Life in Dog Ears: Can video games make us better people?

Life in Dog Ears: Can video games make us better people?

Life in Dog Ears: Can video games make us better people?

Life in Dog Ears is a new feature in which editor and obsessive reader Daniel Nash provides brief reviews and analysis of his reading list from the past month. Some selections are new, some are less new, and others are incredibly not new. Have a recommendation? Tweet Daniel at @dlewisnash.

Jane McGonigal | Psychology/Self-Help

Back in the heady days of the early ‘00s, the television news media seemed to have founded a new cottage industry out of shock stories targeting the parents of video game players. Most of these stories focused around the first 3D entries in the “Grand Theft Auto” series, with claims that players “earned points” for killing prostitutes and that the series could train teens to become killers. This strategy worked: My mother forbade me from playing “Vice City.” (Naturally, I paid a friend to procure a copy).

It’s easy to forget other, less popular franchises were subject to more subdued forms of scare propaganda. Bethesda Softworks’ “Elder Scrolls” series -- each entry built around an open, free-roaming province of a fully-realized fantasy world -- is particularly notable for conjuring stories of hopeless addiction. Every gamer seemed to have a friend of a friend who had turned their back on spouses, jobs, and families in favor of a new life in Tamriel. This wasn’t complete nonsense. When the fourth game, “Oblivion,” came out, two of my roommates took shifts on a playthrough that lasted, nonstop, for two weeks.

But when I first dipped into “Skyrim,” my experience was the opposite. Though the game was (and remains) thoroughly enjoyable, I was able to take in this viking fantasy in one- or two-hour sips, with the occasional four-hour gulp on weekends.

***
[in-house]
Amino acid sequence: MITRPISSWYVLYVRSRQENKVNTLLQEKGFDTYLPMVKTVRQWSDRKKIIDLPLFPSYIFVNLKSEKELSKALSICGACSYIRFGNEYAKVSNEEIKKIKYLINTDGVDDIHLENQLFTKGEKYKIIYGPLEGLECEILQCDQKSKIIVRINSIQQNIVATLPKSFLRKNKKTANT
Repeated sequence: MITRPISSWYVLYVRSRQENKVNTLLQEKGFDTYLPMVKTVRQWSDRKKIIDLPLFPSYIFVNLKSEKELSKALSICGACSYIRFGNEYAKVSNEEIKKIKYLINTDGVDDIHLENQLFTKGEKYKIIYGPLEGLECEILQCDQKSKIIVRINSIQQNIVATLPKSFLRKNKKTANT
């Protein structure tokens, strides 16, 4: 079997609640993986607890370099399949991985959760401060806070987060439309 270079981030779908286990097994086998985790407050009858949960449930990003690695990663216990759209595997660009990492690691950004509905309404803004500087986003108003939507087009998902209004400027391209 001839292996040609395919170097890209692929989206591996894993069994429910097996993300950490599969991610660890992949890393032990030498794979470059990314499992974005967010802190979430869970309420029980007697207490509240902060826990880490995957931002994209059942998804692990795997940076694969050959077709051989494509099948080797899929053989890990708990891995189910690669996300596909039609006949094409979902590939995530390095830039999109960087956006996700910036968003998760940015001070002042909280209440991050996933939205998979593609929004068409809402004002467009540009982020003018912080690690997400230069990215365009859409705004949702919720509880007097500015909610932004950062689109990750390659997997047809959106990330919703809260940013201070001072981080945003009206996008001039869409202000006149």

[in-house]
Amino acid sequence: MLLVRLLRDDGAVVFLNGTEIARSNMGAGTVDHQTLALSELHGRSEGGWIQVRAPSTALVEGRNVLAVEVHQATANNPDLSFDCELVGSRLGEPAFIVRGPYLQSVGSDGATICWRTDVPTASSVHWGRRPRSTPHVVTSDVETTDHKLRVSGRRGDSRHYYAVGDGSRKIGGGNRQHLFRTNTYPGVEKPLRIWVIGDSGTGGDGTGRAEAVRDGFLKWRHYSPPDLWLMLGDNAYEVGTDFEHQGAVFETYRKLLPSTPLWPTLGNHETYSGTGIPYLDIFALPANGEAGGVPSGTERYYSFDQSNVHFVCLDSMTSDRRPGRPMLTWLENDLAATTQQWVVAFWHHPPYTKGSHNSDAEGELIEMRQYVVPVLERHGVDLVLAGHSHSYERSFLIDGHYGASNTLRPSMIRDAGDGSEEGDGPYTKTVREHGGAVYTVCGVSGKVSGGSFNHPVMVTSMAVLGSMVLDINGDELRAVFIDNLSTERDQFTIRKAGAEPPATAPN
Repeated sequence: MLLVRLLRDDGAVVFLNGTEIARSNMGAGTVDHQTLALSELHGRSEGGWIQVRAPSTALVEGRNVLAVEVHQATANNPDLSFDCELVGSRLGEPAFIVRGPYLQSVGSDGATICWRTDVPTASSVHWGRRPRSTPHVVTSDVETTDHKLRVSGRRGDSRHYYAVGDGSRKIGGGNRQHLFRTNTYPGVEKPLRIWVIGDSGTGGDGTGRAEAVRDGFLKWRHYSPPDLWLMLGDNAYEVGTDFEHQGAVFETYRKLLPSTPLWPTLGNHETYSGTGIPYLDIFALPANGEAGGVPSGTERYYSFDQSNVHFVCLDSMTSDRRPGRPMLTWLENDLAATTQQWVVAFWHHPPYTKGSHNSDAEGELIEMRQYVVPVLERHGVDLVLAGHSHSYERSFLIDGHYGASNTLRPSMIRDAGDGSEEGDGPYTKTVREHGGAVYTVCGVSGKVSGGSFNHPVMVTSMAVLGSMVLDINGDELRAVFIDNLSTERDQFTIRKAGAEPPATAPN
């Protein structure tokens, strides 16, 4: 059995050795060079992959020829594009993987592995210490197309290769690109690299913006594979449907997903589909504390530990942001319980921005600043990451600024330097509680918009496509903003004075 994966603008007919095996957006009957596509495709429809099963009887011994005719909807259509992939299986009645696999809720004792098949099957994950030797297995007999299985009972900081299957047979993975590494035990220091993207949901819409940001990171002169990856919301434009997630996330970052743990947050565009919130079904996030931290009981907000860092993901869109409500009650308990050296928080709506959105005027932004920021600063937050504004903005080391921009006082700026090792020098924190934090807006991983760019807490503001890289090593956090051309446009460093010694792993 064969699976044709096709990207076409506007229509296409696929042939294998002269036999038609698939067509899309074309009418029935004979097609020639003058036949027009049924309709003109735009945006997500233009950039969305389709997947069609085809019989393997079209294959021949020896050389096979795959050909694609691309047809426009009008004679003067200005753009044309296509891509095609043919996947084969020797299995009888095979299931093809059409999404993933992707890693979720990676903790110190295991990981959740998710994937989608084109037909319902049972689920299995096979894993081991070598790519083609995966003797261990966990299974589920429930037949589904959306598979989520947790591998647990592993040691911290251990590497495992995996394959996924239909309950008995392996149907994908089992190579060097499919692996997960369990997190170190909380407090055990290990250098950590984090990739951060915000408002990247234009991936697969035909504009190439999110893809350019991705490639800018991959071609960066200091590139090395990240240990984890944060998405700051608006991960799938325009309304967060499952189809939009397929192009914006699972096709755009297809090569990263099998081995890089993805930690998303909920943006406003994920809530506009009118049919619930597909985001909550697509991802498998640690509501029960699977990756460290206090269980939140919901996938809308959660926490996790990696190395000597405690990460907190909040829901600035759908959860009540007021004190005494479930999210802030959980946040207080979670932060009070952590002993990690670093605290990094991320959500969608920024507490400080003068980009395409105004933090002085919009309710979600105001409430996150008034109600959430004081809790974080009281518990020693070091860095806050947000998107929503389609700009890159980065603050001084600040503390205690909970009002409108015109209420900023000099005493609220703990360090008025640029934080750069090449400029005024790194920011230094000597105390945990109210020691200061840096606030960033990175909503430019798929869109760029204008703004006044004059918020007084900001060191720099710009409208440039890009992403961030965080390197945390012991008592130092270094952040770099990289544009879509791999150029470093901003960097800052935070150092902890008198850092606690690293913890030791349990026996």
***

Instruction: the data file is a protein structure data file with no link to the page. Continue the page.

More than that, I found the game to be psychologically beneficial. At the time, I was barely in my mid-20s, in a career I had chosen out of a love for storytelling, but which had frequently turned out to be a cynical juggling act between ethics and private parties’ self-serving agendas. My boss wasn’t shy about calling with advertiser-friendly requests after 8 p.m. The community I had moved to was rural and insular, and I had few friends with whom I could talk about my troubles. Everything outside my apartment door felt like a threat I was powerless against. Game designer and author Jane McGonigal would say I was caught in the throes of low self-efficacy, a mental state in which the sufferer feels they have no ability to affect change in their lives or their world.

Over several sessions with the game, I noticed my outlook change in subtle ways. I found myself drawing parallels between the openness of the game world’s design and the openness of the world I lived in. I began to take long walks to the cow pastures and country houses that sprawled beyond my apartment. After all, what was the world but a particularly vivid game map, with its own hidden wonders? I struck up friendly conversations with strangers. What were they but flesh-and-blood non-player characters, with better dialogue options?